—From Images May Disturb You,

the blog of Georgia Mason, August 6, 2039


Presidential campaigns have traditionally been attended by “pet journalists” selected to follow the campaign and report on everything from the bright beginning to the sometimes-bitter end. The Rising didn’t change that. Candidates announce their runs for the big chair, pick up their little flock of television, radio, and print reporters, and hit the road.

This year’s presidential election is different, largely because one of the lead candidates, Senator Peter Ryman—born, raised, and elected in Wisconsin—is the first man to run for office who was under eighteen during the summer of ’14. He remembers the feeling of being betrayed by the news, of watching people die because they trusted the media to tell them the truth. So when he announced his candidacy, he made it a point that he wouldn’t just be inviting the usual crew to follow his campaign; he’d also invite a group of bloggers to walk the campaign trail with him from before the first primary all the way to the election, assuming he made it that far.

It was a bold move. It was a huge strike for the legitimacy of Internet news. Maybe we’re licensed journalists now, with all the insurance costs and restrictions that implies, but we’re still sneered at by certain organizations, and we can have trouble getting to information from a lot of the “mainstream” agencies. Having a presidential candidate acknowledge us was an amazing step forward. Of course, he was only going to allow three bloggers to come along. All of them had to have their Class A-15 licenses before they could even apply; if you were in the process of qualifying, your application would be thrown out without any sort of review.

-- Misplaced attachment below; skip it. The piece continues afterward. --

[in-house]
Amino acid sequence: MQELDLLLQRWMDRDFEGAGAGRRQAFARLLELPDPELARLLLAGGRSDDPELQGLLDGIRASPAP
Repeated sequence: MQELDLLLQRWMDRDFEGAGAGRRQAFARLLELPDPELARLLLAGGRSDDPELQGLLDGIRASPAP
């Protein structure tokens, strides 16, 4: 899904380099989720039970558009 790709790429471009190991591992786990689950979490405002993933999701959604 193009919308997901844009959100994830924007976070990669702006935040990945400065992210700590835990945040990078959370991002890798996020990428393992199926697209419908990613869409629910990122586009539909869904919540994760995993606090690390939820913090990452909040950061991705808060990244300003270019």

Most of the bloggers we know applied, either singly or in groups, and we wanted that posting so bad that we could taste it. It was our ticket to the big leagues. Buffy had been operating under a Class B-20 license for years; as a Fictional, she didn’t need the clearance for field work, political reporting, or biohazard zones, and so she’d never seen the point in paying the license fees or taking the tests. Shaun and I rushed her through her A-level tests and classifications so fast that she just looked sort of stunned when they handed her the upgraded license. We sent in our application the next day.

Shaun was sure we’d get it. I was sure we wouldn’t. Now, still staring at my monitor, Shaun said, “George?”


“You owe me twenty bucks.”

“Yeah,” I agreed, before standing and throwing my arms around his neck. Shaun responded by whooping, putting his arms around my waist, and lifting me off the ground in order to whirl me around the room.

“We got the job!” he shouted.

“We got the job!” I shouted back.

After that, we devolved to shouting the words together, Shaun still swinging me in a circle, until the bedroom intercom crackled on and Dad’s voice demanded, “Are you two making that racket for a reason?”